4. Adopting the right strategy for your target audience

As traditional marketing takes a back seat, adopting the right strategy is decisive in managing customer expectations. Your marketing goals are going to be pretty intense and hence having a clear vision for the brand and following it up is paramount. Every company worth its salt does a press release. So what can you do different? How can the marketing team do something unique that creates real value for the brand at a low cost? The fact is that the entire marketing spectrum has had a paradigm shift from the days of Kotler. Your marketing strategy also ensures brand consistency across various platforms. This is where integrated marketing becomes a priority for the technology marketer of today.  

5. Serenading the customer

The only way that your customer will remain loyal to you is through the exceptional value that you bring to the table. Sales cycles are tougher as there is increased competition in the market. A niche product or service can remain niche only for about 6 months.  In such a scenario, the digital marketer needs to create a connection in the minds of the customer. The marketer needs to work over time to ensure that competition will not wrest away the customer that you worked so hard to get. The digital marketer needs to think about how the customer can accept a long-term commitment and not a one-night stand!  If the marketer can make the customer experience something memorable, then the interaction would be something more than just a “sale”.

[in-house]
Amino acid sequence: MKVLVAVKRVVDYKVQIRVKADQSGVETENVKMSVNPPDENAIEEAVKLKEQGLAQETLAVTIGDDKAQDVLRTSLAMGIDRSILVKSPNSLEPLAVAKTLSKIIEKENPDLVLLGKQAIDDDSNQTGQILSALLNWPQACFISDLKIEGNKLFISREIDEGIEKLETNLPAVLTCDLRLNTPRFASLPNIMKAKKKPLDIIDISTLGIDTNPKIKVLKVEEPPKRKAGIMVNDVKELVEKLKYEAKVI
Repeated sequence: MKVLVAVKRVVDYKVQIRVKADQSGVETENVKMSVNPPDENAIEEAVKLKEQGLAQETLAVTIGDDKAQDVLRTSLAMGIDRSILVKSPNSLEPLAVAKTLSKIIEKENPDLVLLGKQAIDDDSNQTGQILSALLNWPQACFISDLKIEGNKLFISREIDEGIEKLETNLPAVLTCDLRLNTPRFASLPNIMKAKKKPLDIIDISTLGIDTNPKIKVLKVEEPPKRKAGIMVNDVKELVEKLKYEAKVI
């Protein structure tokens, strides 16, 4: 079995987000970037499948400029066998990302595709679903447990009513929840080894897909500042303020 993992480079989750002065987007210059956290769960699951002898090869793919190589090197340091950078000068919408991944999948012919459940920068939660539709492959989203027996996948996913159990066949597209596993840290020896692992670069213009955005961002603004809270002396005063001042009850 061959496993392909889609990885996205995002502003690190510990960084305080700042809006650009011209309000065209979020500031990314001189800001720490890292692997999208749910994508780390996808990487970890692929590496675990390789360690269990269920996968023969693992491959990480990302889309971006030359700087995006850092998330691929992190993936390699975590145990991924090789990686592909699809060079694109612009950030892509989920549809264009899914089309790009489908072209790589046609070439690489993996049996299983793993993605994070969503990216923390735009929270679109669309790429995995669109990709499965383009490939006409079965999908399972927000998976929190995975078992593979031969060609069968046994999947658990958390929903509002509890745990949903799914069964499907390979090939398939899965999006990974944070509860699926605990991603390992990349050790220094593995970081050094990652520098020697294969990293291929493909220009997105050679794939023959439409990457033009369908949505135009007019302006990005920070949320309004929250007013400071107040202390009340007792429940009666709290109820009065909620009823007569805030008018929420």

6. Clinching the right budget

One of the most difficult conversations for a marketer to undertake is justifying budgets to the management. In the B2B space, most often the marketing budgets are a lower priority and the “left over monies” are given to marketing. This is because in many cases you will not be able to exactly quantify the ROI on a campaign. This is where reporting tools and dashboards come into play. If you could use big data analytics to analyze your CRM data, you would be able to come out with justifiable numbers when you present your budget proposal to your management.   Once you get the budget, the next challenge is allocating the right mix so that you get the proverbial bang for the buck. Spending lakhs on a one-time television ad might not be really worth it if you are a mid size firm.

7. Content is king

Everyone knows that content marketing strategies are here to stay. The biggest challenge is ensuring high quality content on a consistent basis without diluting the brand equity. Content also needs to be structured is the form of some dialogue and not a monolog. Hiring a content person would be one of the best investments that a CMO can make. Another factor that you just can’t ignore while generating content is the rise of creative conflicts. Since marketing related design work is visual in nature, every Tom, Dick and Harry will have an opinion about the fonts and the color palette being used. The experienced marketer will know how to handle creative differences and put out something that will be acceptable by majority of the stakeholders.